The Massachusetts data-privacy regulation that went into effect Jan. 1st is now undergoing revisions that are expected to go into effect May 1st, according to the state agency in charge of issuing the rules.
“We’re in the process of the final regulations,” David Murray, general counsel in the Office of Consumer Affairs and Business Regulation, said today, noting that the current regulation, “201 CMR 17.00 Standards for the Protection of Personal Information of Residents of the Commonwealth” is still technically in effect.But the state government, whose legislature late last year passed a law requiring the agency to define the data-protection statute, last month received “a large number of written comments” about 201 CMR 17.00, says Murray. In reviewing those comments, there are going to make some changes intended to craft “the final filing” on this regulation. He did not specify what those changes might be.
The written comments the agency received about 201 CMR 17.00 are expected to be made publically available shortly.
201 CMR 17.00 sets requirements for security policies for storing and handling personal-information data in both paper and electronic form related to the full name of a Massachusetts resident in combination with elements that include a Social Security Number, financial-account number, driver’s license, credit or debit card number.
It contains no specific penalties for non-compliance with the law, but could open the door to lawsuits or legal actions by the state’s attorney general.
Like the well-known California Senate Bill 1386 which a few years ago began to impact businesses well beyond California because it requires public notification in any data breach impacting information about California residents, the Massachusetts 201 CMR 17.00 regulation is getting a lot of attention outside of the state because it sets lengthy security process and technical guidelines for handling of personally-identifiable data of Massachusetts citizens.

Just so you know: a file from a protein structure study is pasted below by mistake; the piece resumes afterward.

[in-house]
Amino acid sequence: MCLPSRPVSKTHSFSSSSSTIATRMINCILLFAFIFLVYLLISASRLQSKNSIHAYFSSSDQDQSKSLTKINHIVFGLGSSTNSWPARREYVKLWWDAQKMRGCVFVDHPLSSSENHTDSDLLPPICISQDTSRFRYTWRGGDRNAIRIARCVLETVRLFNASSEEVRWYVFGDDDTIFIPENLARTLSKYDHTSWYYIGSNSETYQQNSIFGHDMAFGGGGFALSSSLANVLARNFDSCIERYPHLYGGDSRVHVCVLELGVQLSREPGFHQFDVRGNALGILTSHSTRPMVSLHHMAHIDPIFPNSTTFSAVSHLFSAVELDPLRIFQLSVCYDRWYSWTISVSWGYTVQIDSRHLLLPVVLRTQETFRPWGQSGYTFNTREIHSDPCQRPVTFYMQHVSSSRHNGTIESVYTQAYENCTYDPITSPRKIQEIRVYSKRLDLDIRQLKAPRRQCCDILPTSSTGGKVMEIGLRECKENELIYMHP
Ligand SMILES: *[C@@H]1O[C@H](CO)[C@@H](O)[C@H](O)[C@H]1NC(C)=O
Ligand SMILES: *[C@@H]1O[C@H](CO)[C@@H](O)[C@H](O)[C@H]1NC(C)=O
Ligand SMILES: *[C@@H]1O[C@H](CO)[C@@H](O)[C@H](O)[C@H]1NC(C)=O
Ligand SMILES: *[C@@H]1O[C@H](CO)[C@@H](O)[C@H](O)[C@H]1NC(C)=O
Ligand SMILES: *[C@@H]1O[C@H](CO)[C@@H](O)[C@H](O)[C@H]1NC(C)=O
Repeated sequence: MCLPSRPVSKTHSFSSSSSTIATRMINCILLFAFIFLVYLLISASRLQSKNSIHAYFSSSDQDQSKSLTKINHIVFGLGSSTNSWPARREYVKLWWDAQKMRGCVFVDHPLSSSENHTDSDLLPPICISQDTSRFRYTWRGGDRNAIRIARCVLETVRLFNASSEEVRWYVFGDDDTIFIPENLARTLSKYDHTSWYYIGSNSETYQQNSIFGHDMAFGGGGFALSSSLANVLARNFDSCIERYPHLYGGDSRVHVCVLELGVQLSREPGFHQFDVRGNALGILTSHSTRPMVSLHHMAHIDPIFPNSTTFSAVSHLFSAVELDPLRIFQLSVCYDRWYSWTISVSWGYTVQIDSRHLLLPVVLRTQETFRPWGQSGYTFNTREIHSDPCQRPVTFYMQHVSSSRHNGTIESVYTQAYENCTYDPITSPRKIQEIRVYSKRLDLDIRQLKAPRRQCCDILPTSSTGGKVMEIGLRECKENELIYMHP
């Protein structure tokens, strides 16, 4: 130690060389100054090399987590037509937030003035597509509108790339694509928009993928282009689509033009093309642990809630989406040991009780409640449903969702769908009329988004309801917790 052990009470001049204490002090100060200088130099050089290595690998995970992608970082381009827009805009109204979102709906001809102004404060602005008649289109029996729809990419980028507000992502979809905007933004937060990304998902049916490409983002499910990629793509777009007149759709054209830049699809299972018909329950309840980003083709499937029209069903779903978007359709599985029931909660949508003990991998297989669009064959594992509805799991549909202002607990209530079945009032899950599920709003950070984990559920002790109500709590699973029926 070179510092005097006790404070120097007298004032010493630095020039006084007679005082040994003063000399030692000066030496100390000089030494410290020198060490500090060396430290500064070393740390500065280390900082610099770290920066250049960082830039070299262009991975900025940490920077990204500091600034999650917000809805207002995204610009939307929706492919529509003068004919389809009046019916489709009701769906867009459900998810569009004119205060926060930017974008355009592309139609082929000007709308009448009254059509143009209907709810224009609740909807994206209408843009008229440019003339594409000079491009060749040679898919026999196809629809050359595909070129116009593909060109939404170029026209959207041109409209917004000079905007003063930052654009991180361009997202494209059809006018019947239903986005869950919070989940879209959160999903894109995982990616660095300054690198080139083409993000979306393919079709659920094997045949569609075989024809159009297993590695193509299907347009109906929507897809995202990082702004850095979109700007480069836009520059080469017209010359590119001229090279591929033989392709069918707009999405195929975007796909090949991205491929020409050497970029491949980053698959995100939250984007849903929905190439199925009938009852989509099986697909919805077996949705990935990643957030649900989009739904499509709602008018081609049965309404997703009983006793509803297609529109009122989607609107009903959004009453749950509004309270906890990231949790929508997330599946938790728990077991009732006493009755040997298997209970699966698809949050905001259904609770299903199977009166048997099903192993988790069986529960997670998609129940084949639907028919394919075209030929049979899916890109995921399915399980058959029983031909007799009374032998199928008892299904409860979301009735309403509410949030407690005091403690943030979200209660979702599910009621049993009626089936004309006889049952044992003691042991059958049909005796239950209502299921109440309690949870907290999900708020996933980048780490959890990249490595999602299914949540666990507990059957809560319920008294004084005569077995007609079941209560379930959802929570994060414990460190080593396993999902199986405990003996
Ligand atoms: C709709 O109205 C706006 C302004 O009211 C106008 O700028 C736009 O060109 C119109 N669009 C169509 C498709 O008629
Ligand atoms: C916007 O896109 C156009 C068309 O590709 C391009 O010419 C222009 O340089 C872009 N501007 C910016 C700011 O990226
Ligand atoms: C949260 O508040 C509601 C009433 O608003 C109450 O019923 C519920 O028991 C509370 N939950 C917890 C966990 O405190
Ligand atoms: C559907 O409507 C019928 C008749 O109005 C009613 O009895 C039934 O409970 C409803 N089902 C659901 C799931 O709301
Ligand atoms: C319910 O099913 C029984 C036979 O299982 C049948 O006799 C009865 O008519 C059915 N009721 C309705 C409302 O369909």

The Massachusetts law includes a set of “Computer System Security Requirements” defining mandated authentication, access control and encryption of records and files containing personal information.
Specifically, the regulation requires “to the extent technically feasible, encryption of all transmitted records and files containing personal information that will travel across public networks, and encryption of all data to be transmitted wirelessly,” and “encryption of all personal information stored on laptops or other portable devices.”
In some respects, it may be the toughest state law on the books today as regards encryption, though the regulation’s final form is still emerging.
Many businesses today are considering how to meet the requirements of the Massachusetts data-privacy law, and there is considerable anxiety about it, says Mark Steinhoff, principal and in the security and privacy practice at Deloitte Touche Tohmatsu.
This law would appear to require encryption of laptops, he notes, but what about other types of devices, such as MP3 players, for which encryption software might not be commercially available, but technically fall under the regulation, Steinhoff asks.
Avivah Litan, Gartner analyst, says her clients, in discussing the extant Massachusetts data-privacy law, have said they feel the “most onerous requirements are the business process requirements, such as establishing risk-management practices and employee training programs.”
But she adds that the regulation’s technical requirements are in general “very straightforward” and “security officers will use it as a long-awaited justification for more IT budget and resources.”